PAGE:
When you closed on your home, you signed a whole stack of documents, which you likely just skimmed at best. However, in that stack of papers was what's known as a promissory note. Now would be a good time to dig up that note and take a closer look because it's an important document that you should have in your files.
The promissory note is the paper on which you agreed to the amount of your monthly mortgage payment, the date that payment will be due each month, and where you'll be sending that money. It also lays out any consequences that may result of you not paying on time or as agreed.
Most fixed-rate conventional mortgages use Form 3200 from Fannie Mae. You should pull this file out from your paperwork and have a look. In the promissory note, you'll find information about when your payment is due and what happens if you miss a payment.
Luckily for you, there are grace periods that come along with due dates. Most often, there is a 15-day grace period to be exact. This means, if your mortgage is due on the first but you don't pay until the third, you're alright. You paid within the grace period and there's "no harm done" so to speak. In other words, it's not going to report as a late payment on your credit report. It's considered "overdue" rather than late.
However, if you do not pay within that grace period, your payment will end up being "late" and you will incur late fees that you'll have to pay in addition to the mortgage payment that you missed. This will also be put on your credit report as a late payment, which can lower your credit score and hurt your reputation as a borrower.
15 days late: There is a 15-day grace period in which you can pay your mortgage payment, generally without incurring any late fees or harming your credit report.
30 days late: If your payment becomes 30 days late or more, you will incur a late fee, generally a % of the missed payment that has been pre-set by your lender. The missed payment will be reported and your score could drop 50 to 100 points.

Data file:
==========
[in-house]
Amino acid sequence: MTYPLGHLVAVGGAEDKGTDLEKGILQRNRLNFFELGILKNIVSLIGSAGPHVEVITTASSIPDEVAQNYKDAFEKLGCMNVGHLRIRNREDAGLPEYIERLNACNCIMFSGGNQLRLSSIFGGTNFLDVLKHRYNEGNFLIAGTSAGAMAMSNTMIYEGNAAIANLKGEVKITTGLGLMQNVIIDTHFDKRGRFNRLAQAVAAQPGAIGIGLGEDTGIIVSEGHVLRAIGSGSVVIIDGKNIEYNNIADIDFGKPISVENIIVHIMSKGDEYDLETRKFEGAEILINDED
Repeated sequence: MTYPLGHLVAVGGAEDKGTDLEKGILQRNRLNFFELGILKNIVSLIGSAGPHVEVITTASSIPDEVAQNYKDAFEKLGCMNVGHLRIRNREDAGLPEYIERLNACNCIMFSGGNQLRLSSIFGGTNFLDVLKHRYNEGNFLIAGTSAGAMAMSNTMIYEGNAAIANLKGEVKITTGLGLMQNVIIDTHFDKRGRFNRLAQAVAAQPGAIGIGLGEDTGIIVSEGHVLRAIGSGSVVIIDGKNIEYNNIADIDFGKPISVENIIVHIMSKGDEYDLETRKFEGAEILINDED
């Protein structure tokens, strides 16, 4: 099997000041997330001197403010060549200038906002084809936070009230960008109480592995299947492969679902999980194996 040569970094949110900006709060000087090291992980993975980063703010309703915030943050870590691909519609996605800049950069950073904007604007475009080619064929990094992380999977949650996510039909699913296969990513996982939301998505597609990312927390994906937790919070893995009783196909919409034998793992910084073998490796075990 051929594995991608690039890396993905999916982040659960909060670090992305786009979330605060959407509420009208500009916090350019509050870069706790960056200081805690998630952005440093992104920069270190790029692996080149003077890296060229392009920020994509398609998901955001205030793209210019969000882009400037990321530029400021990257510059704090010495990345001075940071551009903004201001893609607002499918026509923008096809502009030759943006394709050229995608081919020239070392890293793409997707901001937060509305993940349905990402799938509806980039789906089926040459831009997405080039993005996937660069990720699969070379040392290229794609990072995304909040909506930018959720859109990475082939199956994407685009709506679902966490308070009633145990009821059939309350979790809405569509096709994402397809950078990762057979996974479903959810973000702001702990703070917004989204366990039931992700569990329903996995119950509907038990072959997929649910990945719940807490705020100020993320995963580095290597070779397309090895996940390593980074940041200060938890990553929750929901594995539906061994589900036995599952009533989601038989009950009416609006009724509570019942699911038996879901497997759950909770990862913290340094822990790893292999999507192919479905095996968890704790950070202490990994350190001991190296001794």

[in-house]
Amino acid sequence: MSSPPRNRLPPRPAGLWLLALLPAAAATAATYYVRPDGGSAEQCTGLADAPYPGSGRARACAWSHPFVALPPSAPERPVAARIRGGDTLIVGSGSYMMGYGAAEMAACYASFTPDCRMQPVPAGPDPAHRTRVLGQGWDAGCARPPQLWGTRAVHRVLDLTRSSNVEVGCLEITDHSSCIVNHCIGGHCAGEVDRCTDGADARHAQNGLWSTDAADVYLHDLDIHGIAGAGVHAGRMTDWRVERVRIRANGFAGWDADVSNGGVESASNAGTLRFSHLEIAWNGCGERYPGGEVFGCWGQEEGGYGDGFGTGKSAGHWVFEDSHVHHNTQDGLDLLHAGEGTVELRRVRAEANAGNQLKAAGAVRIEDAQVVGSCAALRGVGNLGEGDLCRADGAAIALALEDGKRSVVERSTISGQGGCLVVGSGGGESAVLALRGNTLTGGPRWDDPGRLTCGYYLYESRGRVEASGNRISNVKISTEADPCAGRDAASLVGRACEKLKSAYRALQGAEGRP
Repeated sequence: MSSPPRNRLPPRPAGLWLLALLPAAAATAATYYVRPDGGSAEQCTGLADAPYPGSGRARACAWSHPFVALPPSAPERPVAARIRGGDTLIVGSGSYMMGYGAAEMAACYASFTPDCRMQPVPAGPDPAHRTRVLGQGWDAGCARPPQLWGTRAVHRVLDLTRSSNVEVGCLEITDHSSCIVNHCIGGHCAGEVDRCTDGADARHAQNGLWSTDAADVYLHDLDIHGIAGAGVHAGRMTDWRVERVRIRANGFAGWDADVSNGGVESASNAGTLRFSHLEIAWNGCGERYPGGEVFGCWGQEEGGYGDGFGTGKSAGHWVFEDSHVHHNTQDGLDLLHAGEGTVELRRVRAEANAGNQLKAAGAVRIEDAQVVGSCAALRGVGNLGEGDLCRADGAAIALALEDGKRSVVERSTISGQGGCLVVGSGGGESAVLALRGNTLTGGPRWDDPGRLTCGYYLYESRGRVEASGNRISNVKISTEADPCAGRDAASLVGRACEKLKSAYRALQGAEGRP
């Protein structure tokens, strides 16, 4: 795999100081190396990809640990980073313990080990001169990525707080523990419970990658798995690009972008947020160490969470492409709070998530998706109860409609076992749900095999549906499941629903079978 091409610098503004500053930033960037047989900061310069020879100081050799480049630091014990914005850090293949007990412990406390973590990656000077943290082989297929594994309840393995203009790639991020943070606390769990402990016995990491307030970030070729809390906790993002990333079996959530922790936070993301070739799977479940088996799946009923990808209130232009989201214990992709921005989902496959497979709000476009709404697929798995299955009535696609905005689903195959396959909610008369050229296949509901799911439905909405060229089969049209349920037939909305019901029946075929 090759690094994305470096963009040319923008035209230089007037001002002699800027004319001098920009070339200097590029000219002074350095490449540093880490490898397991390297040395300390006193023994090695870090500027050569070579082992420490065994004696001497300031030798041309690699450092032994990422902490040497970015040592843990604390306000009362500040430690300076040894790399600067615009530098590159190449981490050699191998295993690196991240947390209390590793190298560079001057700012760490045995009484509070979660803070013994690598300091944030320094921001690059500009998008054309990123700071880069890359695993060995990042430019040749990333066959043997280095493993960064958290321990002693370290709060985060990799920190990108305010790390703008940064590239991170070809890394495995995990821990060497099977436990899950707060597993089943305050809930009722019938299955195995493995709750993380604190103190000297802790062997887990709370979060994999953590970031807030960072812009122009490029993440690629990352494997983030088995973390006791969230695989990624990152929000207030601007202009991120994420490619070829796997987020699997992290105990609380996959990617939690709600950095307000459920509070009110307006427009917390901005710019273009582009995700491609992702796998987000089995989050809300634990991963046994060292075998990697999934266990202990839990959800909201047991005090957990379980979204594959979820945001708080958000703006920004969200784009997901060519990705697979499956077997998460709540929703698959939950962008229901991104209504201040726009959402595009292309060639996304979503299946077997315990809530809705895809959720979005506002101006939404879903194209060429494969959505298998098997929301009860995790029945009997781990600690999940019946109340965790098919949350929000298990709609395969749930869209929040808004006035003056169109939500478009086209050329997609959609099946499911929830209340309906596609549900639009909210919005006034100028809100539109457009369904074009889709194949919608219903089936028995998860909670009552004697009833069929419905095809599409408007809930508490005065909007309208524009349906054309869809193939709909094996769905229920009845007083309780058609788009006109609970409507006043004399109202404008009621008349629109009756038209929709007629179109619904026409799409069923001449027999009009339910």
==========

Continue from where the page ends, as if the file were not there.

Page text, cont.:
45 days late: Not only will the above have happened, at 45 days late, the lender will appoint someone to your case to inform you about your payment options.
60 days late: You’ll be given a second late fee and you can expect multiple calls from your lender regarding the missed payment(s).
90 days late: Your lender may inform you that foreclosure proceedings may begin if you do not catch up on your payments.
- 120 days late: Your lender may begin foreclosure proceedings, but this process and timeline varies from one state to the next.
When you miss a mortgage payment, time can feel like it’s moving very fast. Paying your mortgage should be a top priority to avoid damaging your credit report and, in the worst case, losing your home. If you have been a good borrower so far, you can sometimes get a better result if you call your lender and let them know why you’re going to be late this month. You may even get an extension on your grace period, but don’t make this a habit.
Being communicative with your lender is a smart thing to do. And, as far as financial smarts go, be sure to make paying your mortgage the top thing on your to-do list. This may mean getting a part-time job, cutting back other expenses, or even asking a relative or friend for assistance. Whatever it takes, don’t allow your missed payments to snowball.
If you have late payments on your mortgage and you ever go to apply for another loan, that’s going to instantly decrease your approval odds and likely cause you to pay a higher interest rate overall. Even worse, if you allow your home to enter into foreclosure proceedings, that could prevent you from obtaining financing for many years.
It’s important to realize that many mortgage assistance programs are available. Your state and county probably offers some in addition to federal and lender operated programs. The reality is this: Your lender does not want you to enter into foreclosure. It is a very expensive process for them and it’s also a massive headache for everyone involved.
If you find yourself struggling to pay your mortgage, assistance is available. Our mortgage experts at Horizon Lending Services are can help you figure out creative solutions to getting back on track.